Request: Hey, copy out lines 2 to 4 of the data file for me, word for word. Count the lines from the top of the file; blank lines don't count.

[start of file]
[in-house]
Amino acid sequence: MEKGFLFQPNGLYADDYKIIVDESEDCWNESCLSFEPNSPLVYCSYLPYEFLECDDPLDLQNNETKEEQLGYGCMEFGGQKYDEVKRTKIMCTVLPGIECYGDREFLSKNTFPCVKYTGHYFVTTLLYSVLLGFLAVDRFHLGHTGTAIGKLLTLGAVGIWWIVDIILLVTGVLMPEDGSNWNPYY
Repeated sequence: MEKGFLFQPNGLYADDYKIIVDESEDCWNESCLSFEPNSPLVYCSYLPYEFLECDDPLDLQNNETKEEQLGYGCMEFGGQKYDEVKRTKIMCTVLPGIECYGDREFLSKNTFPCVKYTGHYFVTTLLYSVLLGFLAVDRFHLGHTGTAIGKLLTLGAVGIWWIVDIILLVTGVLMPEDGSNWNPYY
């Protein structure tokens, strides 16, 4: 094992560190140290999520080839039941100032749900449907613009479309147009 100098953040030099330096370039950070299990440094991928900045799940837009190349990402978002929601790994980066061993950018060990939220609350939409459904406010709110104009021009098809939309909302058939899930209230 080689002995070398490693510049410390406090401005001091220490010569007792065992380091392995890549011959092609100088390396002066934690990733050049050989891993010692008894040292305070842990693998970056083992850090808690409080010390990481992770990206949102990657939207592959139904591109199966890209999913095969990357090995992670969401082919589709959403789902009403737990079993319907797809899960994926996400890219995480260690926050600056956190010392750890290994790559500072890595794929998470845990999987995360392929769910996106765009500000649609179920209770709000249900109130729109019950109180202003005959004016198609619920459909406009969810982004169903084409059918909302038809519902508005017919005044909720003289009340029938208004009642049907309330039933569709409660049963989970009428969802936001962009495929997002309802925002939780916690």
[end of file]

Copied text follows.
Amino acid sequence: MEKGFLFQPNGLYADDYKIIVDESEDCWNESCLSFEPNSPLVYCSYLPYEFLECDDPLDLQNNETKEEQLGYGCMEFGGQKYDEVKRTKIMCTVLPGIECYGDREFLSKNTFPCVKYTGHYFVTTLLYSVLLGFLAVDRFHLGHTGTAIGKLLTLGAVGIWWIVDIILLVTGVLMPEDGSNWNPYY
Repeated sequence: MEKGFLFQPNGLYADDYKIIVDESEDCWNESCLSFEPNSPLVYCSYLPYEFLECDDPLDLQNNETKEEQLGYGCMEFGGQKYDEVKRTKIMCTVLPGIECYGDREFLSKNTFPCVKYTGHYFVTTLLYSVLLGFLAVDRFHLGHTGTAIGKLLTLGAVGIWWIVDIILLVTGVLMPEDGSNWNPYY
């Protein structure tokens, strides 16, 4: 094992560190140290999520080839039941100032749900449907613009479309147009 100098953040030099330096370039950070299990440094991928900045799940837009190349990402978002929601790994980066061993950018060990939220609350939409459904406010709110104009021009098809939309909302058939899930209230 080689002995070398490693510049410390406090401005001091220490010569007792065992380091392995890549011959092609100088390396002066934690990733050049050989891993010692008894040292305070842990693998970056083992850090808690409080010390990481992770990206949102990657939207592959139904591109199966890209999913095969990357090995992670969401082919589709959403789902009403737990079993319907797809899960994926996400890219995480260690926050600056956190010392750890290994790559500072890595794929998470845990999987995360392929769910996106765009500000649609179920209770709000249900109130729109019950109180202003005959004016198609619920459909406009969810982004169903084409059918909302038809519902508005017919005044909720003289009340029938208004009642049907309330039933569709409660049963989970009428969802936001962009495929997002309802925002939780916690």